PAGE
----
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I've run across the term Class Static Object a number of times without code or context to clarify if this is the author's term for something I don't know or an just another term for class (scoped) static member (variable or function).

class m1 {
    static int x;

// with x being the "class static "object"
// which I just call a "class static member".
int m1::x;

Or, does the term only apply to member variables that are actually user defined objects?

class m2 {
    int y;

class m3 {
    static m2 z;

// with z really being an object - the "class static object"?
m2 m3::z;
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Next time ask the speaker to clarify. I don't believe that's a common term, but I'd interpret it as referring to static data member (primitive or user-defined type) as opposed to static member functions. –  Mat Nov 28 '12 at 5:20
The most common usage I've seen of this term is effectively for a static class member of the same class type with a protected or private constructor to prevent outside construction. I normally only see it in singleton-classes ( which I'm not a fan of at all). The instructor needs to clarify with an example. –  WhozCraig Nov 28 '12 at 5:35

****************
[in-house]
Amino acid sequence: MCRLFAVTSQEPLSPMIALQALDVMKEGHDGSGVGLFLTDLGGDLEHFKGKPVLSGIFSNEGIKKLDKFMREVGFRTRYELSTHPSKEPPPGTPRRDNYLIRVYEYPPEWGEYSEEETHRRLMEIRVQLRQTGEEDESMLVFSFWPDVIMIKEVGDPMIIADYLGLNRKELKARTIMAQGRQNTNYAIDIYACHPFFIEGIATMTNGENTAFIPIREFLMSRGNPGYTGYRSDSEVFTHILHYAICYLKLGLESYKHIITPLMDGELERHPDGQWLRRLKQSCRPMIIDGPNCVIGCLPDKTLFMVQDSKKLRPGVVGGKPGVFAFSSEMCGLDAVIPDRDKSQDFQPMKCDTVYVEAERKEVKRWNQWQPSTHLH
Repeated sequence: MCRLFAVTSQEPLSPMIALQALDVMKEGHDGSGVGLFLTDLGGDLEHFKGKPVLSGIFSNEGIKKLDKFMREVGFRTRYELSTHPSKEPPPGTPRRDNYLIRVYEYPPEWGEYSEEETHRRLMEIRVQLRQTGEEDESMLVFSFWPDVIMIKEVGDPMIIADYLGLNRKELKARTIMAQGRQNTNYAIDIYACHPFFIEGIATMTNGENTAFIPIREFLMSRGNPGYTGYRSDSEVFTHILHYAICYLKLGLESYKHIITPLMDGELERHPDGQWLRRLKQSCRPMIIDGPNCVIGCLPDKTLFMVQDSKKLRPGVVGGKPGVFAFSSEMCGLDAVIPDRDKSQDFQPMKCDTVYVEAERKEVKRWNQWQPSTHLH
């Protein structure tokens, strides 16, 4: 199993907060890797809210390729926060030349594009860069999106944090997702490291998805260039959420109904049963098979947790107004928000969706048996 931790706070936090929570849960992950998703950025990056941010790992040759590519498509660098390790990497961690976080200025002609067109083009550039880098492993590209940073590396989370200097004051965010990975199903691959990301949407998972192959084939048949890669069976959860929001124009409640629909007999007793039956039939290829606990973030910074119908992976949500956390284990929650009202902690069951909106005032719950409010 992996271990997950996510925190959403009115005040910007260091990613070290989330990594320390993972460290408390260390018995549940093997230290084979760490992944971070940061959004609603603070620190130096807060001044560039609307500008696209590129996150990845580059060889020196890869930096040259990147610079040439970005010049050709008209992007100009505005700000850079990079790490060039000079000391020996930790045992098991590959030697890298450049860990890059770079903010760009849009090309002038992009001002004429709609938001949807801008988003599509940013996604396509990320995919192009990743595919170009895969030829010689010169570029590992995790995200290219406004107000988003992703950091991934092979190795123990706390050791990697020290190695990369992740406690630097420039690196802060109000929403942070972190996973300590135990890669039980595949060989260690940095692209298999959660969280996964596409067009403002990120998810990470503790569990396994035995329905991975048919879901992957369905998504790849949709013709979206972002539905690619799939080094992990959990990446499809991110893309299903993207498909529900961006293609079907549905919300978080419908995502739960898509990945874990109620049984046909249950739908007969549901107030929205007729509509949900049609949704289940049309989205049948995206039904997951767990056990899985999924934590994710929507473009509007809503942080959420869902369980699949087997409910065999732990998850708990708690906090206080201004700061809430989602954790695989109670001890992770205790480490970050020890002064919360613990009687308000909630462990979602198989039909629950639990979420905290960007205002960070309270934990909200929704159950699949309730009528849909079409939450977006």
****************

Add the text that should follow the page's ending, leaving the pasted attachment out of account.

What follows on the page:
Mat/Craig - There is no "speaker" or "instructor" to ask. I mentioned "author" in my post to refer to a number of different articles (including slide presentations) where there is no opportunity to ask, comment or otherwise interact. –  Arbalest Nov 28 '12 at 17:47
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1 Answer

I would consider both cases to be referring to "Class Static Objects". An object is simply an entity which occupies memory that is not a function, so it does not matter whether it is a user-defined type (UDT) or not.

As for the difference between "class static member", functions can also be "members", so I would say the difference is that "Class Static Object" does not include functions.

Personally, I would use "static member variables" and "static member functions", rather than that terminology.

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